Using UMDH requires some preparation. First, you have to configure Windows to capture all allocation call stacks for the targeted application and ensure access to the necessary debugging symbols to match up the call stacks to the names of program functions and the location of various points of interest in source files.

Activating call stack capture

The simplest way to activate call stack capture for any given application is to use the Global Flags application, also provided with Debugging Tools for Windows. Once in Global Flags, just click on the third tab, Image File, enter the process name (for example, example.exe) in the Image: field, hit [TAB], and check the Create user mode stack trace database box.

This configuration will be saved in the Windows registry until manually deactivated. To deactivate this debugging option, just repeat the steps and uncheck the box.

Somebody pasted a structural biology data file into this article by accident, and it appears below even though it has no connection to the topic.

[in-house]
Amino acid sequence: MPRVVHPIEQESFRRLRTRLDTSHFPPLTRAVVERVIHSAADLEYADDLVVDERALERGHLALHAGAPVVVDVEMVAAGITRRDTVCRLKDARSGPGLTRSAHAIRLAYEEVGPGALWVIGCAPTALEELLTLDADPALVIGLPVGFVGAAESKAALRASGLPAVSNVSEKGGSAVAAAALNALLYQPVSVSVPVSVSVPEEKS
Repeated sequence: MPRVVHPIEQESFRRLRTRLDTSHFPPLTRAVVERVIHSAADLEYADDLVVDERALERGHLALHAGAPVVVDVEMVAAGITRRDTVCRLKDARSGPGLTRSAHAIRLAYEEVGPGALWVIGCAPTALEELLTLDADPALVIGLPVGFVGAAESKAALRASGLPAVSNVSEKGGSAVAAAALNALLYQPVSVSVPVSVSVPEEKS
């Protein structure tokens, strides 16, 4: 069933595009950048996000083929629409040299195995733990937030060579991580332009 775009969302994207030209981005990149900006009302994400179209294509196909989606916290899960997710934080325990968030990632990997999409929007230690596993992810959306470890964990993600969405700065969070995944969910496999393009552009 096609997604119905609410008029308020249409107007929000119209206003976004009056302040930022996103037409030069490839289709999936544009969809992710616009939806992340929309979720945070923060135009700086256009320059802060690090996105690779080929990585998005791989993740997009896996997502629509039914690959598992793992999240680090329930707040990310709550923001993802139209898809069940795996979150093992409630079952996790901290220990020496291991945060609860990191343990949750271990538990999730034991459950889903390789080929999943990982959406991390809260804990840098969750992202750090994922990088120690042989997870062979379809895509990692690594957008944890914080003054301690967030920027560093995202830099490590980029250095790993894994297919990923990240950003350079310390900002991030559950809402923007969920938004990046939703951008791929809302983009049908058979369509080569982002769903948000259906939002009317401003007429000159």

Configure symbol access

To access debugging symbols, you must define an environment variable called _NT_SYMBOL_PATH whose value should be set as follows:

c: \application\pdb\file\location;srv*c:\temporary\folder*

In this example, c:\application\pdf\file\location is the path, or paths (separated by semi-columns), to the PDB files of the application to be debugged, and srv*c:\temporary\file* is the location of Windows’ public symbol-file server and its components. c:\temporary\folder could be any folder on the computer; the Windows symbol files downloaded from the server are copied in this folder to speed-up access for later uses.

For further information on configuring symbol files, see


Once your prep work is done, using UMDH requires a few simple steps:

1) Start and run the targeted application until its memory use is known and stable

2) Take a snapshot of memory allocations with UMDH